The mother particle may further include a charge controlling agent. The charge controlling agent may be either negative or positive.

Specific examples of usable negative charge controlling agents include, but are not limited to, resins and compounds having an electron-donating functional group, azo dyes, and metal complexes of organic acids. Specific examples of commercially available negative charge controlling agents include, but are not limited to, BONTRON® S-31, S-32, S-34, S-36, S-37, S-39, S-40, S-44, E-81, E-82, E-84, E-86, E-88, A, 1-A, 2-A, and 3-A (from Orient Chemical Industries Co., Ltd.); KAYACHARGE N-1 and N-2 and KAYASET BLACK T-2 and 004 (from Nippon Kayaku Co., Ltd.); AIZEN SPILON BLACK T-37, T-77, T-95, TRH, and TNS-2 (from Hodogaya Chemical Co., Ltd.); and FCA-1001-N, FCA-1001-NB, and FCA-1001-NZ (from Fujikura Kasei Co., Ltd.). Two or more of these materials can be used in combination.

Specific examples of usable positive charge controlling agents include, but are not limited to, basic compounds such as nigrosine dyes, cationic compounds such as quaternary ammonium salts, and metal salts of higher fatty acids. Specific examples of commercially available positive charge controlling agents include, but are not limited to, BONTRON® N-01, N-02, N-03, N-04, N-05, N-07, N-09, N-10, N-11, N-13, P-51, P-52, and AFP-B (from Orient Chemical Industries Co., Ltd.); TP-302, TP-415, and TP-4040 (from Hodogaya Chemical Co., Ltd.); COPY BLUE® PR and COPY CHARGE® PX-VP-435 and NX-VP-434 (from Hoechst AG); FCA 201, 201-B-1, 201-B-2, 201-B-3, 201-PB, 201-PZ, and 301 (from Fujikura Kasei Co., Ltd.); and PLZ 1001, 2001, 6001, and 7001 (from Shikoku Chemicals Corporation). Two or more of these materials can be used in combination.

In some embodiments, the content of the charge controlling agent is within a range of 0.1 to 10% by weight or 0.2 to 5% by weight, based on 100% by weight of the binder resin. When the content of the charge controlling agent is greater than 10% by weight, the toner may be excessively charged and attracted to a developing roller with an excessive attraction force, resulting in deterioration of fluidity and image density. When the content of the charge controlling agent is less than 0.1% by weight, the toner may not be quickly or sufficiently charged, resulting in poor image quality.

The mother particle may be produced by any method, such as a pulverization method, an emulsion polymerization method, a suspension polymerization method, and a polymer suspension method.

According to an embodiment, the toner is prepared by covering the surface of the mother particle, obtained by (I) a pulverization method or (II) emulsifying the toner constituent liquid (“oily phase”) in an aqueous medium (“aqueous phase”), with an external additive including a particulate cellulose having a number average particle diameter of 15 to 105 nm.

In the method (II), the resulting mother particle can be more easily controlled to have a spherical shape and a desired particle size distribution.

The pulverization method (I) is described in detail below. First, a mixture of raw materials of the mother particle is melt-kneaded by a melt-kneader. Usable melt-kneaders include single-axis or double-axis continuous kneaders and roll mill batch kneaders. Specific examples of commercially-available melt-kneaders include, but are not limited to, TWIN SCREW EXTRUDER KTK (from Kobe Steel, Ltd.), TWIN SCREW COMPOUNDER TEM (from Toshiba Machine Co., Ltd.), MIRACLE K.C.K (from Asada Iron Works Co., Ltd.), TWIN SCREW EXTRUDER PCM (from Ikegai Co., Ltd.), and KOKNEADER (from Buss Corporation). The melt-kneading conditions are adjusted so as not to cut molecular chains of the binder resin. For example, when the melt-kneading temperature is too much higher than the softening point of the binder resin, molecular chains may be excessively cut. When the melt-kneading temperature is too much lower than the softening point of the binder resin, the raw materials may not be sufficiently kneaded.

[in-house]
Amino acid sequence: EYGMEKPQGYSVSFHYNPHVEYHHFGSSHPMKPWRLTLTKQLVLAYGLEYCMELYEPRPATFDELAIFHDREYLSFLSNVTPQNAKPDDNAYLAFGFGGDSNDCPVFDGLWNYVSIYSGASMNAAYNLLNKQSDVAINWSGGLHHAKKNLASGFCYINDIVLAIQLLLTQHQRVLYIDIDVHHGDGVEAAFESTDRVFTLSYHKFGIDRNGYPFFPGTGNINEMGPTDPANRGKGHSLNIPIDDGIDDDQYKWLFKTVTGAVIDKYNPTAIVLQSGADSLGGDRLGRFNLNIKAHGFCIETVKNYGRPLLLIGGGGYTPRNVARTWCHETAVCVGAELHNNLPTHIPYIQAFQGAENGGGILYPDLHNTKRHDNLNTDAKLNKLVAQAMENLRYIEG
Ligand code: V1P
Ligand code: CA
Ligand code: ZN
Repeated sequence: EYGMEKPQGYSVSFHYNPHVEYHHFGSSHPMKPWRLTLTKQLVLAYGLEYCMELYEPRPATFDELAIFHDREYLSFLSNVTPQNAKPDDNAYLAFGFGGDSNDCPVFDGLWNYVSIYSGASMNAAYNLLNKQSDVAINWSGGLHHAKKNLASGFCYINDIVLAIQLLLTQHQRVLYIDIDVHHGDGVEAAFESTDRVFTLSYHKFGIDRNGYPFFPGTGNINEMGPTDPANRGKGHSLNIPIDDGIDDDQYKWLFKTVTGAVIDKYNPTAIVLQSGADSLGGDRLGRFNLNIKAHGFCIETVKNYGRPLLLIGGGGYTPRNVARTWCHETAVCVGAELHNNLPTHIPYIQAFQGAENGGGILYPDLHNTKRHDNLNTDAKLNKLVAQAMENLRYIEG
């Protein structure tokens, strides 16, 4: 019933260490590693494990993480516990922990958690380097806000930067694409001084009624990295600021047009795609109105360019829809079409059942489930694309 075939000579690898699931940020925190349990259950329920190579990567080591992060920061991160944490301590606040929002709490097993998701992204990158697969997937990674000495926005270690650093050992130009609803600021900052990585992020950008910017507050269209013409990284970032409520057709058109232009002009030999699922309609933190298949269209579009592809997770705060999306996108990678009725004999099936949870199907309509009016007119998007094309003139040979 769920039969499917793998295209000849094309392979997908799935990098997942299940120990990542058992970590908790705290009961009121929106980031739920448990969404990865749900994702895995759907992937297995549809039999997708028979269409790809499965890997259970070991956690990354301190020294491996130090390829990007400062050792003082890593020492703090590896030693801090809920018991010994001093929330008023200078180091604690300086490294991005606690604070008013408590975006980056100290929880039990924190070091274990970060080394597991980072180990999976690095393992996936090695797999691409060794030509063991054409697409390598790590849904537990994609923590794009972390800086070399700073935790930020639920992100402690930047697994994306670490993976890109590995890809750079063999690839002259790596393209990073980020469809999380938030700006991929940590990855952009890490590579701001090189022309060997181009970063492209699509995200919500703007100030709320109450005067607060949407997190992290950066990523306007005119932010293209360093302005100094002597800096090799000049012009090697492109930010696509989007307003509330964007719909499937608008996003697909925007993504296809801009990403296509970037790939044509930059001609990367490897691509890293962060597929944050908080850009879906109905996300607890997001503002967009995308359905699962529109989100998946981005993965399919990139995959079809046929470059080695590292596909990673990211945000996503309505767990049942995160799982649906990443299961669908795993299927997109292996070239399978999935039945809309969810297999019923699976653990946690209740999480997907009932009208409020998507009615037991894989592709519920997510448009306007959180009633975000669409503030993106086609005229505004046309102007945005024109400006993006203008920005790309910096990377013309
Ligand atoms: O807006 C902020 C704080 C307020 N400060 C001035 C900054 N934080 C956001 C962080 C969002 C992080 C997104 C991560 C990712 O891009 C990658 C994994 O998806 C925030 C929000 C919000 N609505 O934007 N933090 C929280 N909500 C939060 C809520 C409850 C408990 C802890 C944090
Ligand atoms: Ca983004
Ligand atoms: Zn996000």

Next, the resulting kneaded product is pulverized. The kneaded product may be first pulverized into coarse particles and subsequently pulverized into fine particles. Specific pulverization methods include, for example, a method in which the kneaded product is brought into collision with a collision plate in a jet stream, a method in which particles are brought into collision with each other in a jet stream, and a method in which the kneaded product is pulverized within a narrow gap between mechanically rotating rotor and stator. The resulting particles are classified by size, and particles within a predetermined size range are collected. Undesired fine particles are removed by cyclone separation, decantation, or centrifugal separation, for example. Undesired coarse or aggregated particles are removed by a sieve having a mesh size of 250 or more.

The method (II) is described in detail below. In the method (II), the mother toner is prepared by the processes of preparing a toner constituent liquid (“oily phase”) by dissolving or dispersing toner constituents including at least a binder resin and/or a precursor thereof in an organic solvent, emulsifying the toner constituent liquid (“oily phase”) in an aqueous medium (“aqueous phase”), and removing the organic solvent from the emulsion.